Sydney Twelve

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The Sydney Twelve were members of the Industrial Workers of the World arrested on 23 September 1916 in Sydney, Australia, and charged with treason under the Treason Felony Act (1848), arson, sedition and forgery. They were John Hamilton, Peter Larkin, Joseph Fagin, William Teen, Donald Grant, Benjamin King, Thomas Glynn, Donald McPherson, Thomas Moore, Charles Reeve, William Beattie, Bob Besant.

Some within the Australian labour movement claimed the men were framed for their strong anti-war views and their opposition to conscription during the First World War. Former Labor Prime Minister (and later Nationalist) Billy Hughes forced through the Unlawful Associations Act (1916) through Federal Parliament in five days during December 1916, then had the IWW declared an unlawful association.[citation needed]

The case against the Twelve was assisted by the Government hysteria against the IWW. This was typified in the Tottenham murder case involving three members of the IWW and the murder of a policeman at Tottenham, New South Wales, on 26 September 1916. The prosecution made every effort to connect the murder with the charges against the Sydney IWW men. Frank Franz and Roland Nicholas Kennedy were found guilty and executed on 20 December 1916 at Bathurst Gaol, the first executions in New South Wales after a decade. Herbert Kennedy was acquitted.[1]

The judgment by Mr Justice Pains on the Sydney Twelve brought sentences of fifteen years to Hilton, Beatty, Fagin, Grant, Teen, Glynn and McPherson; ten years to Moore, Besant, Larkin and Reeve; and five years to King. Grant remarked after his sentence was passed: "Fifteen years for fifteen words". The actual words which were quoted in his trial were: "For every day that Tom Barker is in gaol it will cost the capitalist class £10,000."[citation needed]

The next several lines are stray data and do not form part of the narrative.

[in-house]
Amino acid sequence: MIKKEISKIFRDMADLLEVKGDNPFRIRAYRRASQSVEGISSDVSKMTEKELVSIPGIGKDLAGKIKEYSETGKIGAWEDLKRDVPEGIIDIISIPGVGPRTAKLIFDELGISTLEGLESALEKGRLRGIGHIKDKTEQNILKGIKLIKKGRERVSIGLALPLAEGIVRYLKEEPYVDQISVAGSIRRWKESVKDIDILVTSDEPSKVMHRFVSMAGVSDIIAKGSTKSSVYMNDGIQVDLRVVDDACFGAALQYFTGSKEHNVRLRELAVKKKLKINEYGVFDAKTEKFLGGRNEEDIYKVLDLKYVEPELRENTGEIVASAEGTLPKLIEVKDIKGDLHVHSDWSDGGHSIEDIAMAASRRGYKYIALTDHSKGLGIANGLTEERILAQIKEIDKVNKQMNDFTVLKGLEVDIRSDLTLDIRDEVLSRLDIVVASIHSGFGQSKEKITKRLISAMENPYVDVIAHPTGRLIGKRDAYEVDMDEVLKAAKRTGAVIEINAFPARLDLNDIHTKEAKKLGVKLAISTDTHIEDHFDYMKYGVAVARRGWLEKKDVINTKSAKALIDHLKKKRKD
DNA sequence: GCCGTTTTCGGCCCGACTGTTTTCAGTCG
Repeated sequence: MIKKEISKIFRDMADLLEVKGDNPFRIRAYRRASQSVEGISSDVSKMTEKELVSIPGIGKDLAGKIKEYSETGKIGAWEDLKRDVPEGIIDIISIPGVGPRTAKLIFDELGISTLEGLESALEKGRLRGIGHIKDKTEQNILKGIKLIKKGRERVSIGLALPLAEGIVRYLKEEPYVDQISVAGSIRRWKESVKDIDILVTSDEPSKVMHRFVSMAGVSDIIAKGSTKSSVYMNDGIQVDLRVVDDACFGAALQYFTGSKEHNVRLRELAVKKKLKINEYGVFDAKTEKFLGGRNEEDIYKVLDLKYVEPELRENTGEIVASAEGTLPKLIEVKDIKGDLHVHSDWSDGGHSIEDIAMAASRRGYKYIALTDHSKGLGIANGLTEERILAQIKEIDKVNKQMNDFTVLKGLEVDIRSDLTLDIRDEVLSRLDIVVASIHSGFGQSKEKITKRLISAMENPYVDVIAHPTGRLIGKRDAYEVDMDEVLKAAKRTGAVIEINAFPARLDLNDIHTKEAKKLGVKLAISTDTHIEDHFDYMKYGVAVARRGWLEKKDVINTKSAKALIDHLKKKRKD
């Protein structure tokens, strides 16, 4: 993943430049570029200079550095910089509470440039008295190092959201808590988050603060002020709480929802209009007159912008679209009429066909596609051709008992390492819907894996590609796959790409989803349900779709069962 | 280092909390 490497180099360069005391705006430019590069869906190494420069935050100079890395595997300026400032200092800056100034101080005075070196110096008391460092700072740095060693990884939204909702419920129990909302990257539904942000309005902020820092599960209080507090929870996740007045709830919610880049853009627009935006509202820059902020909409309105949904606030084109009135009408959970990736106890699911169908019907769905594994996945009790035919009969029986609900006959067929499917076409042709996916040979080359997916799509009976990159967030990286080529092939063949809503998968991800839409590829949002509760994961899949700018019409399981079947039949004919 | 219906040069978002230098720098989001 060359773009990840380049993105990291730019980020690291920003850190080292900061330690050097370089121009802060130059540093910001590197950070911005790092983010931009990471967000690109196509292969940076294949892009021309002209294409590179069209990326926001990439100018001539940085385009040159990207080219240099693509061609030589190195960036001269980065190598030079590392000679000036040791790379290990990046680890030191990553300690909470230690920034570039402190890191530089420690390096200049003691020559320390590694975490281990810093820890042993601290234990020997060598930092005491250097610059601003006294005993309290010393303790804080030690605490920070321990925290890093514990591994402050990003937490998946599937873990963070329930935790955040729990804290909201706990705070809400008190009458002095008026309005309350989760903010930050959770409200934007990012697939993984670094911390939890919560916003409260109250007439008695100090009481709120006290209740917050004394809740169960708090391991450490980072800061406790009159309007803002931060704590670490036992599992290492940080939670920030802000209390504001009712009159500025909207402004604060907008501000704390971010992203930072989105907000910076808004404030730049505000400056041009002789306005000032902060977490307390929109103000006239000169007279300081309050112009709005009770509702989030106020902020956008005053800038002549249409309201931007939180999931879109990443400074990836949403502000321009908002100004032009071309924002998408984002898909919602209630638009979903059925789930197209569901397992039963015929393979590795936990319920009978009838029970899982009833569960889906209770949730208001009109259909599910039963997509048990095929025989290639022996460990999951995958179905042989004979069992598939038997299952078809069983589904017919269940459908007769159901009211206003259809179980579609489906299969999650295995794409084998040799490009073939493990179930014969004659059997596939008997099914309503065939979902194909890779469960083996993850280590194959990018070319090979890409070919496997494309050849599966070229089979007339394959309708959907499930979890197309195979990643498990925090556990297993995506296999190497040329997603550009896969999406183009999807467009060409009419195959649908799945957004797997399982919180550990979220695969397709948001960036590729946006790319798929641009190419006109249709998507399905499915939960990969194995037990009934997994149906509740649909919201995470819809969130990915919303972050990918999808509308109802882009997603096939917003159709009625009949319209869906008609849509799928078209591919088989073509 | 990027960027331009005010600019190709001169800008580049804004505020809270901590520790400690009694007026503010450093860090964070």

There was an active campaign for the release of the Sydney Twelve and other IWW members held in prison. The Defence and Release Committee was established at the behest of Henry Boote, Editor of the Australian Workers' Union weekly paper, The Worker, and of Ernie Judd, delegate from the Municipal Workers Union on Labor Council of New South Wales. Supporters included Percy Brookfield, the member for Sturt (Broken Hill) in the New South Wales Legislative Assembly, and the poet Lesbia Harford. Unions such as the Ship Painters and Dockers Union were active in the campaign.

The Labor Council of New South Wales commissioned a report into the case in 1918, and an enquiry into the case was also conducted by Judge Street. Both the trade union report and the judicial report found problems with the case, for example the chief witness, Scully, had concocted evidence which he gave at the trial.

After the Storey Labor Government was elected in New South Wales on 20 March 1920, Judge Norman Ewing was appointed to inquire into the trial and sentencing. The judge found that Grant, Beattie, Larkin and Glynn may have been involved in conspiracy of a seditious nature, but recommended that they be released. Six of the men, the judge found, were not "justly or rightly" convicted of sedition: Teen, Hamilton, McPherson, Moore, Besant and Fagin. King was considered rightly convicted of sedition, but recommended for immediate release. Reeve was found to have been rightly convicted of arson. However the judge also rejected any suggestion that the men had been framed. Ten of the men were released in August 1920, and King and Reeve slightly later.

The folksinger Andy Irvine composed a song memorialising the Sydney Twelve, called "Gladiators", released on a record in March 2001.[2]

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